Dog Skin Disease

Dog skin disease is not uncommon, can be chronic, and requires ongoing treatment. If you think your dog has skin disease please take him to the vet right away so they can diagnose the problem and recommend treatment.

Skin disease can be bacterial, fungal, allergic, parasitic, or hormonal.

Bacterial skin disease is caused by bacteria and not contagious to humans. This dog skin disease results in itchy yellow pustules, dry, crusty areas of skin and hair loss. Treatment includes bathing in special shampoo and applying ointment.

Fungal infections, commonly called ringworm, are caused by fungi that live in dead skin tissue, hair and nails. Your dog may show hair loss in circular patches and itchiness. Ringworm is contagious to humans and other pets. Treatment for this dog skin disease consists of bathing in special shampoos as well as administering Topical lime sulfur and mandatory systemics.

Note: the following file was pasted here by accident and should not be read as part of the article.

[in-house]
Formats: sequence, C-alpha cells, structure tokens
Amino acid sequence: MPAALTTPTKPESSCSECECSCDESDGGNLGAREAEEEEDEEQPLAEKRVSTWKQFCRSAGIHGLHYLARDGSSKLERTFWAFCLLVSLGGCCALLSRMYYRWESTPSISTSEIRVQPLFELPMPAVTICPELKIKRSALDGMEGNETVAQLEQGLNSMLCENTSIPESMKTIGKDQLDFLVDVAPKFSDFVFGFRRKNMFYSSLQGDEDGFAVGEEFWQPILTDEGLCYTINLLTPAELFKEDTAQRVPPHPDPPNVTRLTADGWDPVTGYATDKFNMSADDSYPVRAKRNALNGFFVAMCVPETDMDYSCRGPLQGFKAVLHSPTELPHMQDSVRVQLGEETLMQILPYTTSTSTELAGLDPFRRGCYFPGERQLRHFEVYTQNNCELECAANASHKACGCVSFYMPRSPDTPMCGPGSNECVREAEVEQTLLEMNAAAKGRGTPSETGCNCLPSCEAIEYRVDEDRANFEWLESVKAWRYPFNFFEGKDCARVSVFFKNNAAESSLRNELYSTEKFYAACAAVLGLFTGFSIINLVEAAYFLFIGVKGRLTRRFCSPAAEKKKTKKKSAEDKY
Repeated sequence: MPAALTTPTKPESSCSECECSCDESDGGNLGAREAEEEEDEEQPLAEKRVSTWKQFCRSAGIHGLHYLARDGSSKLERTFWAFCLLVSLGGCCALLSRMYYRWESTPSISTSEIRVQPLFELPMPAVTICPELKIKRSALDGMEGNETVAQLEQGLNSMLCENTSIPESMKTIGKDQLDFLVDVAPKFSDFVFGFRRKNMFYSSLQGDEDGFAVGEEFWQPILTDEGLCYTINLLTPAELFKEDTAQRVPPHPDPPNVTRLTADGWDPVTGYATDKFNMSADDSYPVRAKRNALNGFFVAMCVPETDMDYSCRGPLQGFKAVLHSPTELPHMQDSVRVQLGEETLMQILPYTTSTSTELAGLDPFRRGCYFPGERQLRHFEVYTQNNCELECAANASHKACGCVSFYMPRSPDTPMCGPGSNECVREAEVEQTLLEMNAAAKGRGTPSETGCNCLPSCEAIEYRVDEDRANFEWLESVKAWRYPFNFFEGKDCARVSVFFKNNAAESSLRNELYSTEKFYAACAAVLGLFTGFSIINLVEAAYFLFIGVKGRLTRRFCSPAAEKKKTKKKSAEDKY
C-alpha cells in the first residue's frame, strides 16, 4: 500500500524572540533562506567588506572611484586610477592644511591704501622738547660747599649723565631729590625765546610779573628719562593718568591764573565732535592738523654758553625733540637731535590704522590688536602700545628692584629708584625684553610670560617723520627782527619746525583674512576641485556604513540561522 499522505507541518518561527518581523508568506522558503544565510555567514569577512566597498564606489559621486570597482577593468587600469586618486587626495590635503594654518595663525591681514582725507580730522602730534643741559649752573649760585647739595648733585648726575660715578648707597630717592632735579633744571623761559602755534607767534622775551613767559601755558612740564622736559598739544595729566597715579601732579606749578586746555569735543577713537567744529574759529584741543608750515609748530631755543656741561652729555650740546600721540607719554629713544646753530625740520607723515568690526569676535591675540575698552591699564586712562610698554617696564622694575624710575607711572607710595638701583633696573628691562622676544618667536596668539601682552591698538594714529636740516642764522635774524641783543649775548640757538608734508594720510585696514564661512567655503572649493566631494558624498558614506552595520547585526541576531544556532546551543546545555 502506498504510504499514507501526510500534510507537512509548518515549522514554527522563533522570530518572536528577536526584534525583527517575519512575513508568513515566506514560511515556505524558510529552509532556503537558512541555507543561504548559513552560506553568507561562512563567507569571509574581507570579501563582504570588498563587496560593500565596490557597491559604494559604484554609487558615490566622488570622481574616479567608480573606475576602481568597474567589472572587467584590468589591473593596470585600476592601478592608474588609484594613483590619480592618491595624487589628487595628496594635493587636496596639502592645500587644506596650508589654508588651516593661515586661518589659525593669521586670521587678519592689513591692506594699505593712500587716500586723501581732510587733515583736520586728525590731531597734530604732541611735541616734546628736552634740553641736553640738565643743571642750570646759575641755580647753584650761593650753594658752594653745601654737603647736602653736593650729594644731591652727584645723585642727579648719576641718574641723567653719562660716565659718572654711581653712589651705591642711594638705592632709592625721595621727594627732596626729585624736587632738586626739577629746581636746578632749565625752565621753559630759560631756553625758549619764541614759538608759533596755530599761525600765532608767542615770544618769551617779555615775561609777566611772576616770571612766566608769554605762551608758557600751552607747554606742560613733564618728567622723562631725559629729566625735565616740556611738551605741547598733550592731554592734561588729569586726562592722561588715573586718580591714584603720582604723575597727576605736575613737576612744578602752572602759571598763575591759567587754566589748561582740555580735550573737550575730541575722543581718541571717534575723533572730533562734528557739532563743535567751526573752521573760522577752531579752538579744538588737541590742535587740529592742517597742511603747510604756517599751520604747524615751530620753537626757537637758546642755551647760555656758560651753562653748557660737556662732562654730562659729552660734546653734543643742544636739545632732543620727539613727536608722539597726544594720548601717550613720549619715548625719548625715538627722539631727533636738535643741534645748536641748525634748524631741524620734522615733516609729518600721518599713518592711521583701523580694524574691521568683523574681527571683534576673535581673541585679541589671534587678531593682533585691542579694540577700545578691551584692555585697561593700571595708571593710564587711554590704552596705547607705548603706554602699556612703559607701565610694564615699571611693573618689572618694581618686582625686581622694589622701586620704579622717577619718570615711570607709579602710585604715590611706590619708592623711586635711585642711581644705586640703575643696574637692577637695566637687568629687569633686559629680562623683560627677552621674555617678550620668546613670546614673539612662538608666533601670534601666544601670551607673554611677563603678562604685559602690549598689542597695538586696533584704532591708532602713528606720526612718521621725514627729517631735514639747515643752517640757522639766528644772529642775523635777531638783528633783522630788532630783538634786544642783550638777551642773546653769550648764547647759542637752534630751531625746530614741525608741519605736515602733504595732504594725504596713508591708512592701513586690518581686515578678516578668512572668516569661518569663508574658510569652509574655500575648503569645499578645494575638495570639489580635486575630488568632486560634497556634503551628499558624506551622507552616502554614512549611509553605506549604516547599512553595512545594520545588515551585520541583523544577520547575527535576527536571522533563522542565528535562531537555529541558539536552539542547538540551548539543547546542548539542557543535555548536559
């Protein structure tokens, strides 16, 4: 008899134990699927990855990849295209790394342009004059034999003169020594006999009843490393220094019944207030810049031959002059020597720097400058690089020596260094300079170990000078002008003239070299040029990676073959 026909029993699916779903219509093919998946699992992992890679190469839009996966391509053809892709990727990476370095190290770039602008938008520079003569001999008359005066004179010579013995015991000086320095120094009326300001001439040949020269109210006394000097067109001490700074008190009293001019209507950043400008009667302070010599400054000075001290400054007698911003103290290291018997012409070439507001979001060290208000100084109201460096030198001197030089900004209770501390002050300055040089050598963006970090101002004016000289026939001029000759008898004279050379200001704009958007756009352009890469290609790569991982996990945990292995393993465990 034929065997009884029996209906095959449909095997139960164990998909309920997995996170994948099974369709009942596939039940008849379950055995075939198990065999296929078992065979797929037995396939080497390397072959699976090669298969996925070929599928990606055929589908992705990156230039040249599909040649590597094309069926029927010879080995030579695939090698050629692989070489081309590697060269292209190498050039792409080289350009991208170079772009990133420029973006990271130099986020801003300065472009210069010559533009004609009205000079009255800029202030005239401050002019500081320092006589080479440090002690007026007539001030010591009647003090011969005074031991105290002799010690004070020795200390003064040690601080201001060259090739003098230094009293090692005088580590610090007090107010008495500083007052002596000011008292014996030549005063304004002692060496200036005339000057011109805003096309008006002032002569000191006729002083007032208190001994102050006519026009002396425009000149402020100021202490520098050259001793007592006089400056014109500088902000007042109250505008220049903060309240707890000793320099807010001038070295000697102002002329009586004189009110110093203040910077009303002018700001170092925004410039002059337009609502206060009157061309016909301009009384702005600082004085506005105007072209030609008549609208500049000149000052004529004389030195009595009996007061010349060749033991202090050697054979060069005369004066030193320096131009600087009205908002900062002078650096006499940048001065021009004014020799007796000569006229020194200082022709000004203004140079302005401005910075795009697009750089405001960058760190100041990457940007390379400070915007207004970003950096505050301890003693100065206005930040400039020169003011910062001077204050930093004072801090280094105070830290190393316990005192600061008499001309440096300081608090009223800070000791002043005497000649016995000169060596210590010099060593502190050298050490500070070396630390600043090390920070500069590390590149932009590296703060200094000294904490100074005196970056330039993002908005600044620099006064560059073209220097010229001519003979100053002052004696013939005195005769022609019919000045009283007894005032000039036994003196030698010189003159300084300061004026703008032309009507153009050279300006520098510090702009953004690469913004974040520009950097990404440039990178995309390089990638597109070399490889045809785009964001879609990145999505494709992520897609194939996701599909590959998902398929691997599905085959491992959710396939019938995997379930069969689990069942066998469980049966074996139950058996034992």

Allergic dog skin disease can appear at any age and can be caused by allergies to food, flea saliva, house dusts, pollen and molds. Your dog may be itchy and have red moist patches. If he constantly licks and bites the area he can also develop a bacterial infection. Treatment can be given in antihistamines and corticosteroids, or immunotherapy where the dog is injected with small amount of the allergin at varying levels – the same as the do with humans.

Parasitic skin disease is caused mostly by fleas, ticks and ear mites. Your dog will have itchy red and scaly skin. It is treated by clipping the hair in the infected area and washing with special shampoos, ointments and dips to kill the fleas and mites.

Hormonal dog skin disease is caused by out of whack hormones from the thyroid, pituitary glands, adrenal gland, ovaries and testicles. Your dog will show evenly distributed hair loss with thick skin but no itching. Some hormonal skin disease can be detected with blood tests.